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After a brief hiatus, Show Don’t Tell returns this week with our amazing guest Lawrence Jordan. If you’re a fan of movies, chances are you’ve seen some of Lawrence’s work. His career began as an assistant on iconic feature films like Back To The Future and Terms of Endearment, before editing countless features like Deuce Bigalow: Male Gigalo, Riding In Cards With Boys and 50 Shades of Black, just to name a few.

Throughout this interview Lawrence shares key lessons he’s learned over the past few decades, working as an editor on Hollywood-level feature films and world renowned television series. A must listen for any filmmaker looking for a blueprint for breaking into the business and staying there.

Sponsors: -Email to download the app for free!

Music Bed - Enter promo code SHOWDONTTELL at checkout for your first month of subscription free, or 20% off your first purchase.

Links from the show:

Larry On IMDB -

Master The Workflow - 

Psychosynthesis -

This week, I’m joined by Adriaan Kirchner - an incredibly accomplished LA-based cinematographer with a truly stunning body of work. Adriaan has shot projects for celebrities like Kanye West and Jamie Foxx, amazing narrative films like “The Lima” (which premiered at Tribeca film festival), and has worked with countless high profile brands on commercial and branded content.

During our discussion, Adriaan shares his wealth of knowledge on the craft and business of working as a full time DP. We trace his entire career trajectory and explore key lessons learned along the way, including the importance of surrounding yourself with the right collaborators. Other topics covered include: Investing in gear, shooting spec material, lighting based on camera choice, and loads more.

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There is perhaps no greater asset for any filmmaker to possess than a mastery of the craft of screenwriting. And joining me today to discuss all things screenwriting, is none other than Bryan Hill - An incredibly accomplished & superbly talented writer who has worked not only in Film & Television, but in the world of comic books as well.

Some highlights of Bryan's TV & Film career include: ASH vs. THE EVIL DEAD and TITANS, as well as comics like BATMAN AND THE OUTSIDERS, MICHAEL CRAY and AMERICAN CARNAGE. Currently, Bryan is developing a micro-budget feature of his own, which naturally made him a perfect guest for the show. Over the course of our discussion, Bryan details his early days in the business, how he honed his skills as a writer, what his process looks like now, why he chose to make the leap into independent content creation, and so much more. This is a must listen for any filmmaker out there looking to sharpen their writing abilities and tell better stories.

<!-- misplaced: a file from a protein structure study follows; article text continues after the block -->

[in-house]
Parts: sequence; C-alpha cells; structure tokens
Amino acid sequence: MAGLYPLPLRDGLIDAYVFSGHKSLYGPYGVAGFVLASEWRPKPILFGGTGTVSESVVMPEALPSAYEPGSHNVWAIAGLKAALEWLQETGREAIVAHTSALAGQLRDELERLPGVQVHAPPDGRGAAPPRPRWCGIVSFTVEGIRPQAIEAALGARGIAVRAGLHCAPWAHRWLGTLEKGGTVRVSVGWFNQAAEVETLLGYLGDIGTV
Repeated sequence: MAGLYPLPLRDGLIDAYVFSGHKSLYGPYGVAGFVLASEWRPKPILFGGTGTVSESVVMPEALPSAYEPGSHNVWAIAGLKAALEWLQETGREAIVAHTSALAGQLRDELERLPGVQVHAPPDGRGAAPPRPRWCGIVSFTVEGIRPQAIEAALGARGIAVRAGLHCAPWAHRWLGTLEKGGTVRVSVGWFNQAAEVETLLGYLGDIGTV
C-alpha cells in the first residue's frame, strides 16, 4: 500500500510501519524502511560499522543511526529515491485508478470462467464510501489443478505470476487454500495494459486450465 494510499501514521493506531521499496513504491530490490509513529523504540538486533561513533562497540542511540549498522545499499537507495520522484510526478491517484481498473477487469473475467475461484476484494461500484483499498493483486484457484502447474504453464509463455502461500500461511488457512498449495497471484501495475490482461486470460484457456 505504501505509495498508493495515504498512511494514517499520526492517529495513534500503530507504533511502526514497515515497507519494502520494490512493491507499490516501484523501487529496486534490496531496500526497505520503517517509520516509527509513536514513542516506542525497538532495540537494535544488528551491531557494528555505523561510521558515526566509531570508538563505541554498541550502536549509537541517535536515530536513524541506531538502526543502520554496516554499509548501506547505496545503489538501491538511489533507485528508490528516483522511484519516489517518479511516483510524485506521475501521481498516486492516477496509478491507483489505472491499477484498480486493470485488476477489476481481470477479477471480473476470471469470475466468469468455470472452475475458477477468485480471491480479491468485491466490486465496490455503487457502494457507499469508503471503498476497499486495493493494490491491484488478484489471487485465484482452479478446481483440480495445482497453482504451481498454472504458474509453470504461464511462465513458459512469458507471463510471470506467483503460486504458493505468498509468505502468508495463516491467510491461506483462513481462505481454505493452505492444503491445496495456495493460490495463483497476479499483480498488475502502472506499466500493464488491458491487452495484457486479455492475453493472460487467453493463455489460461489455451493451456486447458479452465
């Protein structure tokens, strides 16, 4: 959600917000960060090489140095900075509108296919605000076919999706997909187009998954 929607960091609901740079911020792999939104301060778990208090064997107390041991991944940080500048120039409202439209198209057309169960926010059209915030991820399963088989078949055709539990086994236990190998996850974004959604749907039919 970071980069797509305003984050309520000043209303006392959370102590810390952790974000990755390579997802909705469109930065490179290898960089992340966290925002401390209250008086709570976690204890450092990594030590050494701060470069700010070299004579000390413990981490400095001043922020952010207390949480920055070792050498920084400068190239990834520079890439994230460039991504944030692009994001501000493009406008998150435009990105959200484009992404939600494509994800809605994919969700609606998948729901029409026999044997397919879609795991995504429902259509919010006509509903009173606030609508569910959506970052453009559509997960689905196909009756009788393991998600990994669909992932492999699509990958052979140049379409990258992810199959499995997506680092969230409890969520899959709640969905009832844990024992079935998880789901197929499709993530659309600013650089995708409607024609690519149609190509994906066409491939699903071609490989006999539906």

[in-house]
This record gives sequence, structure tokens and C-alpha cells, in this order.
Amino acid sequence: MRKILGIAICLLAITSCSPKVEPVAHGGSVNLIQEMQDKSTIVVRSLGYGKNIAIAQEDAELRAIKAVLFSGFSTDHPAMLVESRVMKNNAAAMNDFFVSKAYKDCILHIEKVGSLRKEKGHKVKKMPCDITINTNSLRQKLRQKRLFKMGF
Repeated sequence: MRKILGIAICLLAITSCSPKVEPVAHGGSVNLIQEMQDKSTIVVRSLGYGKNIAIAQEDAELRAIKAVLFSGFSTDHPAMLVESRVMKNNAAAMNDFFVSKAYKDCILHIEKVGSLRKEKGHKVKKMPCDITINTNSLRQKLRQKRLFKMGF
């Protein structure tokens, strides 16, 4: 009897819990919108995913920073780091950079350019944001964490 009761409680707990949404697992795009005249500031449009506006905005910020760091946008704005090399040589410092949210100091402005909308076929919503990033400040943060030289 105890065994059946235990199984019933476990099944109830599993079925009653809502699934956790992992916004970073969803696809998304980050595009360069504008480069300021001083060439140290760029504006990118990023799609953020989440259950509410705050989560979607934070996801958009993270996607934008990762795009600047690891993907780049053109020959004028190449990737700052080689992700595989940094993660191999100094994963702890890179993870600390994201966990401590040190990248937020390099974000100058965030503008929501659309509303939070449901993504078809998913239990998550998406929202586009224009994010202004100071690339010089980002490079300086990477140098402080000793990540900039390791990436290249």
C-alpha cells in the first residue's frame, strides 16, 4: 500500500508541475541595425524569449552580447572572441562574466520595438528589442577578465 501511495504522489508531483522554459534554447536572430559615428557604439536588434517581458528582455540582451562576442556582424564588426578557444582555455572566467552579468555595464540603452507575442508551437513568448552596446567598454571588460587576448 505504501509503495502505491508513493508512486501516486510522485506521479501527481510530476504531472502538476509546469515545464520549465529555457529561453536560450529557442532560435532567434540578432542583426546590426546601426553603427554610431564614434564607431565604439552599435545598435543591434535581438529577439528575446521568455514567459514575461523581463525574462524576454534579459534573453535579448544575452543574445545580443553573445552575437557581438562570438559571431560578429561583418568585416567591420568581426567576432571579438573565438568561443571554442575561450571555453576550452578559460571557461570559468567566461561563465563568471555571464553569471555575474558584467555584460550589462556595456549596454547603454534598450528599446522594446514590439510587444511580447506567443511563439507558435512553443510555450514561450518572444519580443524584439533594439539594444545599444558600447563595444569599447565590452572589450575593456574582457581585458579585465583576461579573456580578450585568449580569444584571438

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No camera manufacturer has been more innovative or disruptive in recent years as Blackmagic Design. Since 2013 they have been challenging the status quo, putting out cameras like their original 2.5K Cinema Camera, the Pocket Camera, and most recently their URSA Mini Pro G2 - Each of which have given low-budget filmmakers the ability to achieve high production value like never before.

Here with me this week to discuss all things Blackmagic is Dan May, President of Blackmagic Design. While I’ve had the pleasure of chatting with Dan a couple times in the past about specific product releases, this time I wanted to turn the conversation to Blackmagic’s philosophy. Over the course of our conversation, Dan generously shares some Blackmagic history with us, touching on everything from the evolution of their camera lineup to the acquisition of DaVinci Resolve, what drives their innovation and so much more.

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This week, for the first time I am doing a crossover episode! And it’s with none other than the Just Shoot It Podcast… I was really excited to sit down with hosts Oren Kaplan and Matt Enlow, as they’ve not only built an amazing podcast, but are also incredibly talented filmmakers in their own right.

Both Matt and Oren work professionally as directors on commercials, branded content, and narrative films right here in Los Angeles. Throughout our discussion, we talk about what it takes to become a “professional” filmmaker, the importance of mastering creative AND technical skills, navigating the industry in 2019, and much more. This was one of the best conversations on film I’ve had in a while - big thanks to Just Shoot It for making this happen.